Voodoo Drawings: Since spirits manifest themselves through people, no statues or pictures are needed. Use is made during ceremonies of symbolic drawings, called veve. Depending on the spirit, these designs are drawn on the ground with wheat, maize flour, crushed birch, coffee grounds or ash. The priest takes a pinch of powder from a bowl and outlines geometric figures, objects or animals.

Certain veve, composed of the symbols of gods extend the full length of the peristyle. It is on these drawings that offerings and the bodies of sacrificed animals are placed. They also possess the magic power of attracting the spirits.

Voodoo Glossary:

  • Aboba – Ritual acclamation which punctuates the end of rada songs.
  • Ago – Ritual explanation meaning attention.
  • Aizan – Has the power of keeping away evil.
  • Assein – It is kept before the alter for holding candles.
  • Atutu – Brings to end a period of retreat.
  • Bagi – Sanctuary room containing the alter to the loa.
  • Baki – Evil spirit.
  • Caprelata – Magic charm.
  • Caye – Creole word for house.
  • Creaole – Native to the country.
  • Djevo – Initiation room.
  • Ganmelle – Wooden trestle to hold food for loa.
  • Hungan – Voodoo priest.
  • Loa – Supernatural being, god, etc.
  • Petro – Group of voodoo gods and spirits.
  • Roumbler – The calling of loa by beating drums.

New Orleans Voodoo arrived with the slaves from the Caribbean. Later, more slaves arrived from Africa and Haiti bringing with them more Voodoo. The first official reference to Voodoo WAS in 1782. Over time, many of these slaves were forced into the catholic church, and as such eventually started to use catholic icons in the Voodoo hierarchy. Voodoo in New Orleans became so prominent that it became a major part of the way of life. Till this day, New Orleans Voodoo is still a powerful force on the culture of New Orleans.

The classic form of sorcery with a Voodoo doll symbolizing the victim in Haiti is well known. Another form used by the sorcerer, by means of incantation, is to lure the soul of the person into a bucket of water. When he sees the image of his victim reflected into the water, he stabs it. If successful the water immediately reddens. A person may also be killed if if certain rites are carried out on objects which have belonged to the victim. Whoever casts a spell on an enemy runs the risk of having his secret discovered by a hungan, who in response to demands from the victims family, will not hesitate to pay back in full to the person who cast the voodoo spell.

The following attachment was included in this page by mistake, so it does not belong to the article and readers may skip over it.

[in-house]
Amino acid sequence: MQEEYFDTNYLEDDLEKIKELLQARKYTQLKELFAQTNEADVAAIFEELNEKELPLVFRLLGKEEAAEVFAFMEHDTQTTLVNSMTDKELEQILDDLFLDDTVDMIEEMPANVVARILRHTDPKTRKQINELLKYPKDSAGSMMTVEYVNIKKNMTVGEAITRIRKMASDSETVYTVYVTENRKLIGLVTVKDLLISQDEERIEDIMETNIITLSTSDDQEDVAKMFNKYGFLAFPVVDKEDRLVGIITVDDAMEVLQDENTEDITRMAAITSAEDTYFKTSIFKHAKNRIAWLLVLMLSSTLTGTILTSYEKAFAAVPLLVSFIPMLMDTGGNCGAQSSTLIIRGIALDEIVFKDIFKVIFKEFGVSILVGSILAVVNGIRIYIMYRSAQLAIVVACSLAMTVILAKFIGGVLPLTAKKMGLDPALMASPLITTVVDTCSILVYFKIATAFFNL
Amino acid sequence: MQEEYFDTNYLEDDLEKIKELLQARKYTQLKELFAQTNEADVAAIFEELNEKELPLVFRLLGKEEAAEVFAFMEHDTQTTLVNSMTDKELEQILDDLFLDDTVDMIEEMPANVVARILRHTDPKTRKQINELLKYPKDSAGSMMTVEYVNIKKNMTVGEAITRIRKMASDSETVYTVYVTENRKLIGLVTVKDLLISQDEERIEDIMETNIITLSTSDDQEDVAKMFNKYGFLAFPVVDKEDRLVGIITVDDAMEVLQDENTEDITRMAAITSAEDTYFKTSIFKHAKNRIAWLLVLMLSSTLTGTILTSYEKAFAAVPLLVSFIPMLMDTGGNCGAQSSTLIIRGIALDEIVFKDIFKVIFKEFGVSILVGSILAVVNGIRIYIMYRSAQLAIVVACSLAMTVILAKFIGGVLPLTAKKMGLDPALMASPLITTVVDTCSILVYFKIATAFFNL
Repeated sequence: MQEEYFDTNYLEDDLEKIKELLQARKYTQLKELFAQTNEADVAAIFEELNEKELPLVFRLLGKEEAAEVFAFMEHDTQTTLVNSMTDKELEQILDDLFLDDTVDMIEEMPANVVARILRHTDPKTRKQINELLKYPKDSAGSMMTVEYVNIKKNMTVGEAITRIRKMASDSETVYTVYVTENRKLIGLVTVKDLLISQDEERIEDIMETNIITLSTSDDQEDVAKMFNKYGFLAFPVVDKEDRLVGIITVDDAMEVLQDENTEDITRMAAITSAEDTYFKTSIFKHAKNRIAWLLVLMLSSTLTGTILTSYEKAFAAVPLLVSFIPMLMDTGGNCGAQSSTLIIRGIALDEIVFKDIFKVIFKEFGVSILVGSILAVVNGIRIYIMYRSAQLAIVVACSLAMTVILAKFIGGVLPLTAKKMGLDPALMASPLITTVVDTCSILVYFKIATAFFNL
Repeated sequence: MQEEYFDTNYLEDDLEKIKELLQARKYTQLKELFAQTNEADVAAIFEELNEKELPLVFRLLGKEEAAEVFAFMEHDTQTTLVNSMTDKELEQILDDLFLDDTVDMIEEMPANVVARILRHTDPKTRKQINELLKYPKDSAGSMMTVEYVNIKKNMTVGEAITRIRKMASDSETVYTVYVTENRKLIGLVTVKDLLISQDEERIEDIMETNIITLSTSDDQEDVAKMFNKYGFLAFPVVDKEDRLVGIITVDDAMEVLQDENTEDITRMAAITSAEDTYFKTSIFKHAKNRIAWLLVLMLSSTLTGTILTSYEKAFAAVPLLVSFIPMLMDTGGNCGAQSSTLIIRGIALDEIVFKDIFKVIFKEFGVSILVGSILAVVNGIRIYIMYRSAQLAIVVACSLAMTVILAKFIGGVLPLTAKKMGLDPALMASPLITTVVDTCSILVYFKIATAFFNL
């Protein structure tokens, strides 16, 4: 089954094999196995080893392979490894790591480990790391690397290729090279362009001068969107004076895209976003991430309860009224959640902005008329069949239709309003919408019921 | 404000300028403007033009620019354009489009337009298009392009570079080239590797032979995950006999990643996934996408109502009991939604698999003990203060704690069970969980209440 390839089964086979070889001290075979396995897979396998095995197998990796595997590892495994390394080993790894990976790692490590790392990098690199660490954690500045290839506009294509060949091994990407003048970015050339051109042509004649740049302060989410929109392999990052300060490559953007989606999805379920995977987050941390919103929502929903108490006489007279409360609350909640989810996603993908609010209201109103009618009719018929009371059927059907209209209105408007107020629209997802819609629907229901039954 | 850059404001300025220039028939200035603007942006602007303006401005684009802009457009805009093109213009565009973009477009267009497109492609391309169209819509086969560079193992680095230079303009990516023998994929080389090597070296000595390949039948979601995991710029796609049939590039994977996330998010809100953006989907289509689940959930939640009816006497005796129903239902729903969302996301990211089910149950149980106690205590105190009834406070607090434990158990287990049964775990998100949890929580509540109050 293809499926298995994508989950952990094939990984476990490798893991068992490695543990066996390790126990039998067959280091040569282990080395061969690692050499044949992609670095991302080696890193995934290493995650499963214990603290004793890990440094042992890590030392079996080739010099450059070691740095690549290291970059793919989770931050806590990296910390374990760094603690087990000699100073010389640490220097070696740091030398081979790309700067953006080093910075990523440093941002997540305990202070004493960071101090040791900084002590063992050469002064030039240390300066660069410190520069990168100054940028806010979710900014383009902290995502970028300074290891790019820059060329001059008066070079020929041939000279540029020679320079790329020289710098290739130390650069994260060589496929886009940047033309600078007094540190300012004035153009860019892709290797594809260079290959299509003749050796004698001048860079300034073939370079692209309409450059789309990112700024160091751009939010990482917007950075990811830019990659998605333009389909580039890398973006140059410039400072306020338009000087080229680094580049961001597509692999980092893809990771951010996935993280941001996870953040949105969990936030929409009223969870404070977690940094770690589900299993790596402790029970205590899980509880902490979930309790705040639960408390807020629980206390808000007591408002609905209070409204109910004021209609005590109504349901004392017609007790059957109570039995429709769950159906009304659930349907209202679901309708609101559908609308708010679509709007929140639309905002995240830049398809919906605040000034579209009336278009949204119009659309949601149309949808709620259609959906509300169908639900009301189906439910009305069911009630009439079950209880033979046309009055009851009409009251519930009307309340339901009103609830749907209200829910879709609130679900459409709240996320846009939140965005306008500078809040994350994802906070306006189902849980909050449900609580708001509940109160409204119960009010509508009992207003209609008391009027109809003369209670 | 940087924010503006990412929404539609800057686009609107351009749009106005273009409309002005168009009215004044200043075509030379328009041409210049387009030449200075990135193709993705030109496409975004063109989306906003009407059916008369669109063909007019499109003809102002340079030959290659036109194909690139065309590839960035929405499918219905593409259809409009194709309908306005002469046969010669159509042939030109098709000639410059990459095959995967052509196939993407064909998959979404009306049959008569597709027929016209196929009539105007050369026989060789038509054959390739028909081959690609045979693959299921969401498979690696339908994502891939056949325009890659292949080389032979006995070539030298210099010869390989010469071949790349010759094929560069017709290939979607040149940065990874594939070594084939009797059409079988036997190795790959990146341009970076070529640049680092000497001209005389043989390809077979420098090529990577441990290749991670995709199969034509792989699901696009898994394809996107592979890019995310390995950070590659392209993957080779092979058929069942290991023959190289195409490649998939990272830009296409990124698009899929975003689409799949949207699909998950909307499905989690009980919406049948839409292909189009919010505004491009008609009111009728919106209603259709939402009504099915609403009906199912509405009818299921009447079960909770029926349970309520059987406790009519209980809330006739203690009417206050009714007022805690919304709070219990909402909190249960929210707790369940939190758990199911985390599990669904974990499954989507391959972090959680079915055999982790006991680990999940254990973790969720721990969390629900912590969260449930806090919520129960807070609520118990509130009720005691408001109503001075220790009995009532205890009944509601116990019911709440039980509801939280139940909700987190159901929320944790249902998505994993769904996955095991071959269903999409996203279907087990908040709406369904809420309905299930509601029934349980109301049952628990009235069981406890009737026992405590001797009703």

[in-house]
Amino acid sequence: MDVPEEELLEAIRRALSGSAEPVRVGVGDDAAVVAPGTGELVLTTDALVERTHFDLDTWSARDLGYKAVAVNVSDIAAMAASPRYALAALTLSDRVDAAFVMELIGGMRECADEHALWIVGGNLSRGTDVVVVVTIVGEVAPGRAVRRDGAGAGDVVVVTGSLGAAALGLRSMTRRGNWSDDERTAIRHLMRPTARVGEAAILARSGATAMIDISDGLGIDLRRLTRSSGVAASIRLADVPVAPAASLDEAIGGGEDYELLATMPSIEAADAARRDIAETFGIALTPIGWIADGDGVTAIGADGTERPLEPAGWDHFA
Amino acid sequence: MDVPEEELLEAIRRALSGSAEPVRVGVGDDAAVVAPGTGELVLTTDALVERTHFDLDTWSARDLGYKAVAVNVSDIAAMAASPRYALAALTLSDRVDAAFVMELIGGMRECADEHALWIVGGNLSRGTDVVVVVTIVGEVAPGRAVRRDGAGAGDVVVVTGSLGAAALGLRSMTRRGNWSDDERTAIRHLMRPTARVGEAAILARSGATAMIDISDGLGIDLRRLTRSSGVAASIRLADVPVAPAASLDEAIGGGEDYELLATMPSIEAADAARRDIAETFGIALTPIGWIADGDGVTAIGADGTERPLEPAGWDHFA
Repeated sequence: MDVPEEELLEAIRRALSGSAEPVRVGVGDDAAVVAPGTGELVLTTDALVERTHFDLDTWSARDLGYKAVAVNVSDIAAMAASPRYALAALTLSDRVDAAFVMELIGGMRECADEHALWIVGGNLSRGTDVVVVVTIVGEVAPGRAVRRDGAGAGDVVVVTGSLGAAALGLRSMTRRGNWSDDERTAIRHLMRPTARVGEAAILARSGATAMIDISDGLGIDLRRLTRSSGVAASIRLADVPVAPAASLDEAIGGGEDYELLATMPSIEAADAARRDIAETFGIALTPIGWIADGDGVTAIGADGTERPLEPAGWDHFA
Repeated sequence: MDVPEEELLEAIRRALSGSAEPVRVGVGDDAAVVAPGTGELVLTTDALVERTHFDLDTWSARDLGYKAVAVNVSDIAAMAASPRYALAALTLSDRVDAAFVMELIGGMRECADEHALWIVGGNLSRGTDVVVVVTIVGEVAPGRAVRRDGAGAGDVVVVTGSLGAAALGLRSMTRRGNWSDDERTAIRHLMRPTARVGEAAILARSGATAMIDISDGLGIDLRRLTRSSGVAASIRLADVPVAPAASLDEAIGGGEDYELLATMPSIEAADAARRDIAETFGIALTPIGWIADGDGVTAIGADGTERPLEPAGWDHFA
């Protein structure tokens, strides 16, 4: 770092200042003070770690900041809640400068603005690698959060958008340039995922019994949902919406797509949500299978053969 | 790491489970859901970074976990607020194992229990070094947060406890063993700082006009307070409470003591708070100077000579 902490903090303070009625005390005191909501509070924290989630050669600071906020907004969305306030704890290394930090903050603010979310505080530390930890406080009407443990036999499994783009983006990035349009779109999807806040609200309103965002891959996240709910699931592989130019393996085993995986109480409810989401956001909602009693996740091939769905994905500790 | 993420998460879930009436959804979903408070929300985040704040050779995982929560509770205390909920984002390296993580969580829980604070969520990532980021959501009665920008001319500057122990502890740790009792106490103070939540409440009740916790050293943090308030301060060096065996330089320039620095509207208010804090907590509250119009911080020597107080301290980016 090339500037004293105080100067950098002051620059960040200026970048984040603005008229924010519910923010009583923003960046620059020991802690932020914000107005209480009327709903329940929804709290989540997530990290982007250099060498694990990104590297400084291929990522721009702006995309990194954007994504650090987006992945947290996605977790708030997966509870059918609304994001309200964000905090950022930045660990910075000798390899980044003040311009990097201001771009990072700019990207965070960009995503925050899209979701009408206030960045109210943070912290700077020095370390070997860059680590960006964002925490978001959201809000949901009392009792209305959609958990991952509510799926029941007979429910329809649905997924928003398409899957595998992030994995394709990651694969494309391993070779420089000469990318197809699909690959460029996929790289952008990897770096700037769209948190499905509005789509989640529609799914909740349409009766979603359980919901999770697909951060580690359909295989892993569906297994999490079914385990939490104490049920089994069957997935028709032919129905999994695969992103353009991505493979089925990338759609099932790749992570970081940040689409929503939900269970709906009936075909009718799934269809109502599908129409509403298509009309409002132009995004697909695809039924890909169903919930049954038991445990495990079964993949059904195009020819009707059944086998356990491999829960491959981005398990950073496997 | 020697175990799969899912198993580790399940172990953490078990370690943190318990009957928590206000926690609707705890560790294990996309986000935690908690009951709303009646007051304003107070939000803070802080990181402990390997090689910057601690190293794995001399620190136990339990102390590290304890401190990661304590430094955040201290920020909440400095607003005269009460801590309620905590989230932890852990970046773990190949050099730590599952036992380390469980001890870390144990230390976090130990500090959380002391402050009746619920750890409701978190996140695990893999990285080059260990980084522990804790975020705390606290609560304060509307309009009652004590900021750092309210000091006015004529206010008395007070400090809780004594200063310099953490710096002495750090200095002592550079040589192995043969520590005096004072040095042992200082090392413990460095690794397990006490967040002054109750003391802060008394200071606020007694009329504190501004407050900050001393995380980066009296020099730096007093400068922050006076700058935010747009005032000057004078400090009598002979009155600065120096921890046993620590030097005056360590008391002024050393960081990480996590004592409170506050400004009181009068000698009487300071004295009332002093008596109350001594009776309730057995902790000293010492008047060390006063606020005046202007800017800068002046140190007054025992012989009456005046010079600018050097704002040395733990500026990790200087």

In Voodoo Spells the “cure-all” was very popular amongst followers of Voodoo. The “cure all” was a voodoo spell that could solve all problems. There were different recipes in Voodoo Spells for “cure all”, one recipe was to mix jimpson weed with sulphur and honey. Placed in a glass, rubbed against a black cat, and then slowly sipped. To keep your partner faithful in Voodoo Spells, just write the name of the partner on a slip of paper and place in the chimney of your home. Prayer upon the note. In New Orleans Voodoo, the most popular Voodoo Spell was “gris-gris”. To stop a voodoo spell being placed upon you, acquire some bristles from a pig cooked at a Voodoo ritual, tie the bristles into a bundle and carry them on you at all times.

Voodoo worshipers are divided into groups centered around a temple (houmfo). This belongs to a priest (houngan) or priestess who directs the ceremonies and serves as intermediary between the believers and the supernatural powers. The priests are attended by hounsi (servants of the gods) who assist them in their offices. Hounsi are chosen from amongst the kanzo, those who have been fully initiated.